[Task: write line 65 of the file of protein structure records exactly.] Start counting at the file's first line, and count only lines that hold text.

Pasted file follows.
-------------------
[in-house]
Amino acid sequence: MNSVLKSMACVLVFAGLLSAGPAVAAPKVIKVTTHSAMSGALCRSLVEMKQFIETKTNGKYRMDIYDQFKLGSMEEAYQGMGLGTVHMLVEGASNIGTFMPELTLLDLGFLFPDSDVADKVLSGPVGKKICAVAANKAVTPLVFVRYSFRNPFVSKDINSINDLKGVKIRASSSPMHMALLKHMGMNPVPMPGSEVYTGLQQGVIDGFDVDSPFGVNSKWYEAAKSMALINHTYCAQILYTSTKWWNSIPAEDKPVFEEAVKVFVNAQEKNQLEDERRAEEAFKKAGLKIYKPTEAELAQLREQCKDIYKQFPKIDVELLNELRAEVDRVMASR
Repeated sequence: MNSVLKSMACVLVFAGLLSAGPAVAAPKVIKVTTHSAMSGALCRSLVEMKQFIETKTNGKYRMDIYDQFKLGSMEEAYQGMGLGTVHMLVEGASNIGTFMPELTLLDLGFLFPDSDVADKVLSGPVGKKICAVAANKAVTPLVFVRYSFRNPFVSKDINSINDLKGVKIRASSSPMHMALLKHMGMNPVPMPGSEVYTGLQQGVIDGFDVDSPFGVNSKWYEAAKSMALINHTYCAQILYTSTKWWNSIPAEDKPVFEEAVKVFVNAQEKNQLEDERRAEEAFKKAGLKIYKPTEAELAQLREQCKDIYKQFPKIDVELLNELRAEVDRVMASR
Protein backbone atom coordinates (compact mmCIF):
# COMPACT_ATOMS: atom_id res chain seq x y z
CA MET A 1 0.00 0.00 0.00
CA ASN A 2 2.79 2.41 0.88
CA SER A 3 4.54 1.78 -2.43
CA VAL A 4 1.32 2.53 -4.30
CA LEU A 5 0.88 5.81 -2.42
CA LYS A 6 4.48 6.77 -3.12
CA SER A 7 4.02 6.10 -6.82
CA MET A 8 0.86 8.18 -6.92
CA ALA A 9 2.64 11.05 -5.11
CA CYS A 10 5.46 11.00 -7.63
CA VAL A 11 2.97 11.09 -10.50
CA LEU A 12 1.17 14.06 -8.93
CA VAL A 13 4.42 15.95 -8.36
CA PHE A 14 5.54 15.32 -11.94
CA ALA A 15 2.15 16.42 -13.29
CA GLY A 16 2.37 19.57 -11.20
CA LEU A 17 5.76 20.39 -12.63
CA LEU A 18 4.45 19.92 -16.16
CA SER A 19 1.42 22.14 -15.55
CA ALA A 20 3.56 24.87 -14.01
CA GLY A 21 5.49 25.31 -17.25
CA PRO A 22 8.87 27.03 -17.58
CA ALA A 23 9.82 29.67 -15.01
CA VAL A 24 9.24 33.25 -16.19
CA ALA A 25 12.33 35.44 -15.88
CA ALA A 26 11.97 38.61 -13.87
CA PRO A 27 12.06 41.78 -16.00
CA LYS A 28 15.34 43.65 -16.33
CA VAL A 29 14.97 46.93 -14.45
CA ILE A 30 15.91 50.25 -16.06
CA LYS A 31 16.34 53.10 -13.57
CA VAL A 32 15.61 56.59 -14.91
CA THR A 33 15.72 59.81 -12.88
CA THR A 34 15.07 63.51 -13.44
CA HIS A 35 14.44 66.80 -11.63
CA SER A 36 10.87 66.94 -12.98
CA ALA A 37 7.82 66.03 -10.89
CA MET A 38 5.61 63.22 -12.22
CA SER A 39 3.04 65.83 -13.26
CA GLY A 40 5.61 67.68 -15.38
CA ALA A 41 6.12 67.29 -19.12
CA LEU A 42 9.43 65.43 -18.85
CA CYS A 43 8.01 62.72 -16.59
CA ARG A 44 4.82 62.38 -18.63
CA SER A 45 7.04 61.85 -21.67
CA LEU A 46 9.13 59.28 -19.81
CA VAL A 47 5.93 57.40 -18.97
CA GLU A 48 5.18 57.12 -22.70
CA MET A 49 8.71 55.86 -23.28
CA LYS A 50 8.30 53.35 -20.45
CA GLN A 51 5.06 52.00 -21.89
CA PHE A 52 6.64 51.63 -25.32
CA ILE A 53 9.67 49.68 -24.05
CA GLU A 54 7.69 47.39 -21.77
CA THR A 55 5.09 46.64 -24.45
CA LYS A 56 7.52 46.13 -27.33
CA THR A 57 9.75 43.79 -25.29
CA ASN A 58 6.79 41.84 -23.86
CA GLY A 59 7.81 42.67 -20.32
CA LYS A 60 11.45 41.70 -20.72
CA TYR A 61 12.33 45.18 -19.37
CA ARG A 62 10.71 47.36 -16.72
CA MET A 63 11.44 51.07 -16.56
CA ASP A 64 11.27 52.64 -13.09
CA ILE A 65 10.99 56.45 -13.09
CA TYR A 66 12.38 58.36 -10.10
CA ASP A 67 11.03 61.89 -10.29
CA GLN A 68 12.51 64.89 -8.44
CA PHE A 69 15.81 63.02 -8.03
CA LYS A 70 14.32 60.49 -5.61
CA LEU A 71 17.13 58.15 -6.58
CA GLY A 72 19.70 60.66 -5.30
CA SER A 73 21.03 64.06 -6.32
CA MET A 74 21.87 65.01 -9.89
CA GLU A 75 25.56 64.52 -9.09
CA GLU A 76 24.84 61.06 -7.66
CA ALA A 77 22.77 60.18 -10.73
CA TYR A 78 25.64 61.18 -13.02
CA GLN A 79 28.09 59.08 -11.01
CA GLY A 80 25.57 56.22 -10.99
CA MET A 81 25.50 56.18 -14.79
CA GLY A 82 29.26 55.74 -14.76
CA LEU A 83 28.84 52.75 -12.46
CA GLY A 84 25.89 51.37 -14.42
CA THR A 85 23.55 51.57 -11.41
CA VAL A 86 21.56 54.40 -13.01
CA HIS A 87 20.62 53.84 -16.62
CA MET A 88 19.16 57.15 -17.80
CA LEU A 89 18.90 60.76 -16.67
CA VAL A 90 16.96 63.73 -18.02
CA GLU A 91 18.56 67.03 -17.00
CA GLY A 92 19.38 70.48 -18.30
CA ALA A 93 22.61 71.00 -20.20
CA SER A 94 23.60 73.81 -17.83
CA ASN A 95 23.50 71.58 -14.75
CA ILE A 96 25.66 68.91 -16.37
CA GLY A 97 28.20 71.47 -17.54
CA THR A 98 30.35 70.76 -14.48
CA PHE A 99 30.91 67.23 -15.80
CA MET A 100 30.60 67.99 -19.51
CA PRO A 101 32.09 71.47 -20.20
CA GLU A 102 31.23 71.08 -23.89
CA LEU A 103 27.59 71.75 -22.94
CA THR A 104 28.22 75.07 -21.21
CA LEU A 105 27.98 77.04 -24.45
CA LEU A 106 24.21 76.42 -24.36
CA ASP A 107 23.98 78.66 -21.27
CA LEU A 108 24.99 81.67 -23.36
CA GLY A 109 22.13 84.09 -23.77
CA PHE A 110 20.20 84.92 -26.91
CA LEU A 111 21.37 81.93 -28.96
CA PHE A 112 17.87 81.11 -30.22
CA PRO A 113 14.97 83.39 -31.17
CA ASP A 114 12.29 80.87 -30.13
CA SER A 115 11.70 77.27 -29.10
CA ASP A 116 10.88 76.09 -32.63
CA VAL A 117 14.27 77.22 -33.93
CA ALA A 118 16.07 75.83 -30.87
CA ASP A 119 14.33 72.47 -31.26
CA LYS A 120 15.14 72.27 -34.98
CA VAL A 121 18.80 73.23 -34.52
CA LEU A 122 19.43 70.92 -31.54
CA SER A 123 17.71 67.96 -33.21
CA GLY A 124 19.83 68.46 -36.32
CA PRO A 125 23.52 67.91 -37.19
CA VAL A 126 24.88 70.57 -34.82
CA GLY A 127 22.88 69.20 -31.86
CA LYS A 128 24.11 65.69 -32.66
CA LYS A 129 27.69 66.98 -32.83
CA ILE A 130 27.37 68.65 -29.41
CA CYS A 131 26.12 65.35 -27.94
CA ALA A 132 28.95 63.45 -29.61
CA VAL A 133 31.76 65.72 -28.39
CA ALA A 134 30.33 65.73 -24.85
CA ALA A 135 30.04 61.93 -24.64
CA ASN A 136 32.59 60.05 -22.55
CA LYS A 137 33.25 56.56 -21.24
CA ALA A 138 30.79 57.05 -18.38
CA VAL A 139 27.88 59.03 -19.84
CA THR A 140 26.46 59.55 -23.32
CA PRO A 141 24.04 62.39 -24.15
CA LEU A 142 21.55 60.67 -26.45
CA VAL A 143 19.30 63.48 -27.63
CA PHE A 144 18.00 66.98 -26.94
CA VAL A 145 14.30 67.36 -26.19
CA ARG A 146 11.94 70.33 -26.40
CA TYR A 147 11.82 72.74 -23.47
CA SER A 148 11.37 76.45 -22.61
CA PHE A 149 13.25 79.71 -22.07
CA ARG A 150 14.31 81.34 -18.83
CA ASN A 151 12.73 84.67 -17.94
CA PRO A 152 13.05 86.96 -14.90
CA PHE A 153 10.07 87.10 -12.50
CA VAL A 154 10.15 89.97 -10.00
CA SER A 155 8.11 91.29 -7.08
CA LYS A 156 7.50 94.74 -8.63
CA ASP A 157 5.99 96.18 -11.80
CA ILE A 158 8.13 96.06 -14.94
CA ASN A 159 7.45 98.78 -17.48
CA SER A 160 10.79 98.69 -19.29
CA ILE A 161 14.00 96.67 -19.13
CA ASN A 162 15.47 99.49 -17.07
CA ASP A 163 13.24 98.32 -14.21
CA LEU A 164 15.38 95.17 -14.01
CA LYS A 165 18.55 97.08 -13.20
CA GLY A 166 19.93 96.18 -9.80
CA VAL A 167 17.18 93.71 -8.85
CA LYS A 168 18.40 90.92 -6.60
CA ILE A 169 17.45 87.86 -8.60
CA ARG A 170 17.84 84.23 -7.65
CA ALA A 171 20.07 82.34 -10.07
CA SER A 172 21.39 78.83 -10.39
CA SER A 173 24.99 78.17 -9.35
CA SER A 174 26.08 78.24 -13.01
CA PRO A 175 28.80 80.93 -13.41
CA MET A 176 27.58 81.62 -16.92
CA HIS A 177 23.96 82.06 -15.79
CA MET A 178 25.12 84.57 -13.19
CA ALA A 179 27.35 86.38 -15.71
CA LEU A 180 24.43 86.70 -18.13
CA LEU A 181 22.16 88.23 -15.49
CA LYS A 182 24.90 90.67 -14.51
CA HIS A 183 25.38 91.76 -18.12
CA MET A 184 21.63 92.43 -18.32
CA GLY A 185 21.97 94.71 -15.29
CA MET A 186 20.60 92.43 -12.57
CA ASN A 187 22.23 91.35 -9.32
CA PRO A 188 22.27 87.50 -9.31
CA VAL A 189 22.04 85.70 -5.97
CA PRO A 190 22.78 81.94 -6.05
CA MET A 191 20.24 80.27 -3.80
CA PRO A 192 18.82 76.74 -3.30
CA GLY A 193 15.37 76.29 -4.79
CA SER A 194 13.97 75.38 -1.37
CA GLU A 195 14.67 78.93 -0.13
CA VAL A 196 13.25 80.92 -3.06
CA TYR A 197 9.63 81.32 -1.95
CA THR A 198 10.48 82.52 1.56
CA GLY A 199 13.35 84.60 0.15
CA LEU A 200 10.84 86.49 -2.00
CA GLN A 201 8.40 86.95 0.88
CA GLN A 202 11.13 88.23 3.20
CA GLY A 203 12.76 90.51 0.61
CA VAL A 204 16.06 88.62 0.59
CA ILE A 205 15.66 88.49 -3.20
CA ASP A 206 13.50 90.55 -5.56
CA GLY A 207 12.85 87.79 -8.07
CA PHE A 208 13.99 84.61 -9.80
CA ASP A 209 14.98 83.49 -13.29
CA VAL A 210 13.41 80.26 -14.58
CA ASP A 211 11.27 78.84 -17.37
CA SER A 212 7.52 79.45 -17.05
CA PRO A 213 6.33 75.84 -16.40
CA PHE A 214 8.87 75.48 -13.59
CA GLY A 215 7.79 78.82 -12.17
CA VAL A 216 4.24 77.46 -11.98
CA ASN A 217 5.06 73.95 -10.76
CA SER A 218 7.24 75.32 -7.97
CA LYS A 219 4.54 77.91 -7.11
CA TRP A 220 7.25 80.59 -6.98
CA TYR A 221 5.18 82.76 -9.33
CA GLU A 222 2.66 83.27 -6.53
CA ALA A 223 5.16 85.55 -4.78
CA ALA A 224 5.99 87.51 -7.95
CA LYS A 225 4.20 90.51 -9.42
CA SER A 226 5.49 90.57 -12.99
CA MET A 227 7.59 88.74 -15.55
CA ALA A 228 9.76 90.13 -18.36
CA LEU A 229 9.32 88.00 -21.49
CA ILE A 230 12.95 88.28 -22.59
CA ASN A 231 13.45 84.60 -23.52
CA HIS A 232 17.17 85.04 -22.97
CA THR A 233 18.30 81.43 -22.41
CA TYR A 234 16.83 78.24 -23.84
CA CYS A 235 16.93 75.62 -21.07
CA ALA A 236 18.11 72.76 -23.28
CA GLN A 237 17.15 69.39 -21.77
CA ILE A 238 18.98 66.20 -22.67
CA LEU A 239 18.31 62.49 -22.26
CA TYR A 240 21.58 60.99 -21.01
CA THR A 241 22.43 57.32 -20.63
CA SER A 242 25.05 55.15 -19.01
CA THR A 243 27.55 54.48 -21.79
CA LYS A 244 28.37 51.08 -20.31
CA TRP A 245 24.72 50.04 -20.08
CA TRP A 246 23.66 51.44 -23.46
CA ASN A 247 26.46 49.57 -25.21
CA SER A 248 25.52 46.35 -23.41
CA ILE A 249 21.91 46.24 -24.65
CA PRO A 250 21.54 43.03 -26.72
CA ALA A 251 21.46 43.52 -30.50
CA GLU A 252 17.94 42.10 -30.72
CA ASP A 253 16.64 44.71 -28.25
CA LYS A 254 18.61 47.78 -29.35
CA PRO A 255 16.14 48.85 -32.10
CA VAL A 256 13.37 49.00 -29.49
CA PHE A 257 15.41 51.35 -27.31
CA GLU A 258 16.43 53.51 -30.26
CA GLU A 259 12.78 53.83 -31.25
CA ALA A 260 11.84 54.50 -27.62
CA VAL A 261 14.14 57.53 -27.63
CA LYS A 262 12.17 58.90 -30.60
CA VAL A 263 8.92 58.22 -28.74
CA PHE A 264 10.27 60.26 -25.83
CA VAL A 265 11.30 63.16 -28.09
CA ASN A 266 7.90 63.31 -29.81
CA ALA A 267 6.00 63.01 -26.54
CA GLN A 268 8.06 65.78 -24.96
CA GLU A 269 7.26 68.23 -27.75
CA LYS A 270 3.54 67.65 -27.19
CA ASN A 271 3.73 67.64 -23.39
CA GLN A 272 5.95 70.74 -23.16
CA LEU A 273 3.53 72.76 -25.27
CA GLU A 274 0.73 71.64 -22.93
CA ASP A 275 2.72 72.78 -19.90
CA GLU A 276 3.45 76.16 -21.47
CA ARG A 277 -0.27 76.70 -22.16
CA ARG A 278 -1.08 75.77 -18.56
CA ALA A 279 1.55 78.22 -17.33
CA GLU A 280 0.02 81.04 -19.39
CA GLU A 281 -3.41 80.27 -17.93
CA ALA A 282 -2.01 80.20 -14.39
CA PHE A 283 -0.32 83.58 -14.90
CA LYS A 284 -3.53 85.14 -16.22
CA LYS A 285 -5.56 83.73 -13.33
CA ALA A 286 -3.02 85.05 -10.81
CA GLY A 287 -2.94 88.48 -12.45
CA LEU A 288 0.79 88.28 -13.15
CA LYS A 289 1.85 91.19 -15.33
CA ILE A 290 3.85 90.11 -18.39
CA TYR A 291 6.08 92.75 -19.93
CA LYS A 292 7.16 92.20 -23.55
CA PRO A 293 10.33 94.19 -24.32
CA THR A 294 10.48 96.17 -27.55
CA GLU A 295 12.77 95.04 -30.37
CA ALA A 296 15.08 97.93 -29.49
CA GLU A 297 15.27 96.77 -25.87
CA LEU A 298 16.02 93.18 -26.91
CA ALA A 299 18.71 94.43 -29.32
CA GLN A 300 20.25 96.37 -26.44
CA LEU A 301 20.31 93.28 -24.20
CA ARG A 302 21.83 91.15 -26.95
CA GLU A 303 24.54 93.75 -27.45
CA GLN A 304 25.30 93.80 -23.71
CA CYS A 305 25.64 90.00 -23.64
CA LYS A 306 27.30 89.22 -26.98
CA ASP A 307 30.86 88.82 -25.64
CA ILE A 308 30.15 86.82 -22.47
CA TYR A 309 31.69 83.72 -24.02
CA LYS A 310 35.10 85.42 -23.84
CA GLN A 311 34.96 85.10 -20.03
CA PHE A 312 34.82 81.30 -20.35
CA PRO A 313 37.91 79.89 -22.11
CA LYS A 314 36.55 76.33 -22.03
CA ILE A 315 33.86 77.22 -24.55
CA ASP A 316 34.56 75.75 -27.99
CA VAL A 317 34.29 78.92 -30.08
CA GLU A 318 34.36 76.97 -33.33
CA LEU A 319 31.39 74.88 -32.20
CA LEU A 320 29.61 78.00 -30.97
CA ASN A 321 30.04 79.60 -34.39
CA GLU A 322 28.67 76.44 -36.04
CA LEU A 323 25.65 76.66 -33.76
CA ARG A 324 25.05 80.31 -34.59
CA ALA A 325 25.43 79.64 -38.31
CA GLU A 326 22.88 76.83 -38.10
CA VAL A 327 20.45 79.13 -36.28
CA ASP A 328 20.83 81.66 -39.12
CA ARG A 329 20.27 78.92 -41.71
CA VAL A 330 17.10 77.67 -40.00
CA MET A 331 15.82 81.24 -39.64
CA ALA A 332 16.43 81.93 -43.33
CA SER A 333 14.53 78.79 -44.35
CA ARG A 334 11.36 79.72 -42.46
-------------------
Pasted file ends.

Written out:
CA LYS A 60 11.45 41.70 -20.72